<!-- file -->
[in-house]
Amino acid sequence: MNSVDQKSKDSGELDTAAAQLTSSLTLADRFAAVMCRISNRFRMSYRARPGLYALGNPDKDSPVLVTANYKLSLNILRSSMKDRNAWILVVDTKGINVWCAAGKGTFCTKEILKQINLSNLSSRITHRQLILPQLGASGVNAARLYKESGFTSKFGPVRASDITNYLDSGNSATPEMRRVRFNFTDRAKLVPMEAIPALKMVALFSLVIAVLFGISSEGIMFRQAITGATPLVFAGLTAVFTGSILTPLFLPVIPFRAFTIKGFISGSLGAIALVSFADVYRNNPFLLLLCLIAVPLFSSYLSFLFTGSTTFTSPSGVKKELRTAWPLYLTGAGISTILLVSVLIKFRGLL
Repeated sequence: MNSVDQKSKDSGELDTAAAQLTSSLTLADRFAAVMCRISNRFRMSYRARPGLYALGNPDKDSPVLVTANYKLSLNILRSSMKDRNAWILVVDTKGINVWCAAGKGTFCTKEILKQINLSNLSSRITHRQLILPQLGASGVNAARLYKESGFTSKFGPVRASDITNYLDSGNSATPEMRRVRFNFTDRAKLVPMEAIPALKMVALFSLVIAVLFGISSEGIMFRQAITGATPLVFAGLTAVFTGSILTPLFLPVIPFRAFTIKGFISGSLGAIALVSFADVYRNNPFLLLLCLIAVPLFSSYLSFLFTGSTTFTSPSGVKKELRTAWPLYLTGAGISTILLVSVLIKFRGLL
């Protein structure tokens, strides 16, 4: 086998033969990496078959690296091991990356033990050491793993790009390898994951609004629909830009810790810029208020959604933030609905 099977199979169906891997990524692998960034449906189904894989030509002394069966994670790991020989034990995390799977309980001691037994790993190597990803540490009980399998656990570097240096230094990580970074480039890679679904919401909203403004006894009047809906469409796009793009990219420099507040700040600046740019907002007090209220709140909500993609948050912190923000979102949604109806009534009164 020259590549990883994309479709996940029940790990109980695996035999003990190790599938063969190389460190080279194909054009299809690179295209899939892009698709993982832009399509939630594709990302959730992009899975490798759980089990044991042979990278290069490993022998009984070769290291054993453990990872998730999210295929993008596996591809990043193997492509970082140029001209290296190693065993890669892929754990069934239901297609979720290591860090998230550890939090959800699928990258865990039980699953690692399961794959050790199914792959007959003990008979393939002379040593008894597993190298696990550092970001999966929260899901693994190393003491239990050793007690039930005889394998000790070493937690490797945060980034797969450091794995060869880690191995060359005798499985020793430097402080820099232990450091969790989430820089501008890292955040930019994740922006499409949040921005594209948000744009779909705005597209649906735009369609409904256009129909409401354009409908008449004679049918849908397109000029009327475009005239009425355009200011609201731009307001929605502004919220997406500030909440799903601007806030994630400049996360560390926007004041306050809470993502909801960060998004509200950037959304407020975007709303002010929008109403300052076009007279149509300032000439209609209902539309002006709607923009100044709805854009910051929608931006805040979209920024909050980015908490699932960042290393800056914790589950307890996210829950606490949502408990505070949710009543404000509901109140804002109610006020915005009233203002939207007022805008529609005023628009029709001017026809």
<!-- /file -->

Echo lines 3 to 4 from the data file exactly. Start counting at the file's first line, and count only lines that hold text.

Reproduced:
Repeated sequence: MNSVDQKSKDSGELDTAAAQLTSSLTLADRFAAVMCRISNRFRMSYRARPGLYALGNPDKDSPVLVTANYKLSLNILRSSMKDRNAWILVVDTKGINVWCAAGKGTFCTKEILKQINLSNLSSRITHRQLILPQLGASGVNAARLYKESGFTSKFGPVRASDITNYLDSGNSATPEMRRVRFNFTDRAKLVPMEAIPALKMVALFSLVIAVLFGISSEGIMFRQAITGATPLVFAGLTAVFTGSILTPLFLPVIPFRAFTIKGFISGSLGAIALVSFADVYRNNPFLLLLCLIAVPLFSSYLSFLFTGSTTFTSPSGVKKELRTAWPLYLTGAGISTILLVSVLIKFRGLL
């Protein structure tokens, strides 16, 4: 086998033969990496078959690296091991990356033990050491793993790009390898994951609004629909830009810790810029208020959604933030609905 099977199979169906891997990524692998960034449906189904894989030509002394069966994670790991020989034990995390799977309980001691037994790993190597990803540490009980399998656990570097240096230094990580970074480039890679679904919401909203403004006894009047809906469409796009793009990219420099507040700040600046740019907002007090209220709140909500993609948050912190923000979102949604109806009534009164 020259590549990883994309479709996940029940790990109980695996035999003990190790599938063969190389460190080279194909054009299809690179295209899939892009698709993982832009399509939630594709990302959730992009899975490798759980089990044991042979990278290069490993022998009984070769290291054993453990990872998730999210295929993008596996591809990043193997492509970082140029001209290296190693065993890669892929754990069934239901297609979720290591860090998230550890939090959800699928990258865990039980699953690692399961794959050790199914792959007959003990008979393939002379040593008894597993190298696990550092970001999966929260899901693994190393003491239990050793007690039930005889394998000790070493937690490797945060980034797969450091794995060869880690191995060359005798499985020793430097402080820099232990450091969790989430820089501008890292955040930019994740922006499409949040921005594209948000744009779909705005597209649906735009369609409904256009129909409401354009409908008449004679049918849908397109000029009327475009005239009425355009200011609201731009307001929605502004919220997406500030909440799903601007806030994630400049996360560390926007004041306050809470993502909801960060998004509200950037959304407020975007709303002010929008109403300052076009007279149509300032000439209609209902539309002006709607923009100044709805854009910051929608931006805040979209920024909050980015908490699932960042290393800056914790589950307890996210829950606490949502408990505070949710009543404000509901109140804002109610006020915005009233203002939207007022805008529609005023628009029709001017026809």